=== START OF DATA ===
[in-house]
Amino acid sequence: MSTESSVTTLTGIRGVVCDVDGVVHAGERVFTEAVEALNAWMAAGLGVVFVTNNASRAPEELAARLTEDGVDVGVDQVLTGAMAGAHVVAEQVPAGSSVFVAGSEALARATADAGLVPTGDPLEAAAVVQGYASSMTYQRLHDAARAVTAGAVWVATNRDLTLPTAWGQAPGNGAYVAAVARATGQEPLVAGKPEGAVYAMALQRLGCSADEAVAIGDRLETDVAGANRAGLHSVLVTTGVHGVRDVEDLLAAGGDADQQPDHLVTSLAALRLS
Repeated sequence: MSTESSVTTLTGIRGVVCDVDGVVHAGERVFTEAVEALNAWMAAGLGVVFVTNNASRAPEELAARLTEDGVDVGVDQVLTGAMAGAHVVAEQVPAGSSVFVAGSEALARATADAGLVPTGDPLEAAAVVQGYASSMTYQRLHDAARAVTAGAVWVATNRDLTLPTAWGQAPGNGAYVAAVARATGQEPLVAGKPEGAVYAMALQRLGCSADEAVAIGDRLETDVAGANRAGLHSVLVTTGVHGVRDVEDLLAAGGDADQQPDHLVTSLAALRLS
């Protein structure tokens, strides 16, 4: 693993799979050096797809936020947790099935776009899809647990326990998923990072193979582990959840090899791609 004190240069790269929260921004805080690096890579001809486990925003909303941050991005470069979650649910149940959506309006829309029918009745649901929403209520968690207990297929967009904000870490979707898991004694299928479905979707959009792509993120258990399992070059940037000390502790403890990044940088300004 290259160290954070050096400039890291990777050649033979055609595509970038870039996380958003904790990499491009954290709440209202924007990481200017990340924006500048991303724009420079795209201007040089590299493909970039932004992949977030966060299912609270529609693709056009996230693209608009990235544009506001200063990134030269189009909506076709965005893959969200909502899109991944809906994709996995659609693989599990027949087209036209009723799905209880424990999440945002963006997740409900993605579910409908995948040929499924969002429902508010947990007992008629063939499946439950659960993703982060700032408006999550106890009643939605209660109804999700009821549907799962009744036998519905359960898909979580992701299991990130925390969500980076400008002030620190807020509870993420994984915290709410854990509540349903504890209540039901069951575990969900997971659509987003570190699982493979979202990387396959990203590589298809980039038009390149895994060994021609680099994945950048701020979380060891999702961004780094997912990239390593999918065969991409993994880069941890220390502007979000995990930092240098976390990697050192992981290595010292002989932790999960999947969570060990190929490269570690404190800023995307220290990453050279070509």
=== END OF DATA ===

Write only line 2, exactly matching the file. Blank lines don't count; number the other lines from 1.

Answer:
Amino acid sequence: MSTESSVTTLTGIRGVVCDVDGVVHAGERVFTEAVEALNAWMAAGLGVVFVTNNASRAPEELAARLTEDGVDVGVDQVLTGAMAGAHVVAEQVPAGSSVFVAGSEALARATADAGLVPTGDPLEAAAVVQGYASSMTYQRLHDAARAVTAGAVWVATNRDLTLPTAWGQAPGNGAYVAAVARATGQEPLVAGKPEGAVYAMALQRLGCSADEAVAIGDRLETDVAGANRAGLHSVLVTTGVHGVRDVEDLLAAGGDADQQPDHLVTSLAALRLS